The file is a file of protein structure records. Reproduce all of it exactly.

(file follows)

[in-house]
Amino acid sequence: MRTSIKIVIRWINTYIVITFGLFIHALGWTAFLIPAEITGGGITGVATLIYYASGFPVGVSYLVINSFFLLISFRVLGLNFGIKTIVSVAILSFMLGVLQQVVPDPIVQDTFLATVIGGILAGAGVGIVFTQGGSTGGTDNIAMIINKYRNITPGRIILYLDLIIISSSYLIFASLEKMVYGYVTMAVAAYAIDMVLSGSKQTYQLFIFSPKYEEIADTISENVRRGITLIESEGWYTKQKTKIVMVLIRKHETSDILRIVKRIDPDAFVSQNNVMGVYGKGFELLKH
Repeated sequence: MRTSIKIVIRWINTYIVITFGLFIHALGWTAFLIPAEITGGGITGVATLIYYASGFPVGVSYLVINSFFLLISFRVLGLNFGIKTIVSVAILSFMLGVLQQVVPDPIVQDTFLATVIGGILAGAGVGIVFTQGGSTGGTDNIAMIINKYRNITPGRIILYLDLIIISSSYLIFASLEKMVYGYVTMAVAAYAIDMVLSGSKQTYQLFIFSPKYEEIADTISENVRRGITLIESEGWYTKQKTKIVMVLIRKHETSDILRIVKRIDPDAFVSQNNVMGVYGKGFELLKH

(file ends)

[in-house]
Amino acid sequence: MRTSIKIVIRWINTYIVITFGLFIHALGWTAFLIPAEITGGGITGVATLIYYASGFPVGVSYLVINSFFLLISFRVLGLNFGIKTIVSVAILSFMLGVLQQVVPDPIVQDTFLATVIGGILAGAGVGIVFTQGGSTGGTDNIAMIINKYRNITPGRIILYLDLIIISSSYLIFASLEKMVYGYVTMAVAAYAIDMVLSGSKQTYQLFIFSPKYEEIADTISENVRRGITLIESEGWYTKQKTKIVMVLIRKHETSDILRIVKRIDPDAFVSQNNVMGVYGKGFELLKH
Repeated sequence: MRTSIKIVIRWINTYIVITFGLFIHALGWTAFLIPAEITGGGITGVATLIYYASGFPVGVSYLVINSFFLLISFRVLGLNFGIKTIVSVAILSFMLGVLQQVVPDPIVQDTFLATVIGGILAGAGVGIVFTQGGSTGGTDNIAMIINKYRNITPGRIILYLDLIIISSSYLIFASLEKMVYGYVTMAVAAYAIDMVLSGSKQTYQLFIFSPKYEEIADTISENVRRGITLIESEGWYTKQKTKIVMVLIRKHETSDILRIVKRIDPDAFVSQNNVMGVYGKGFELLKH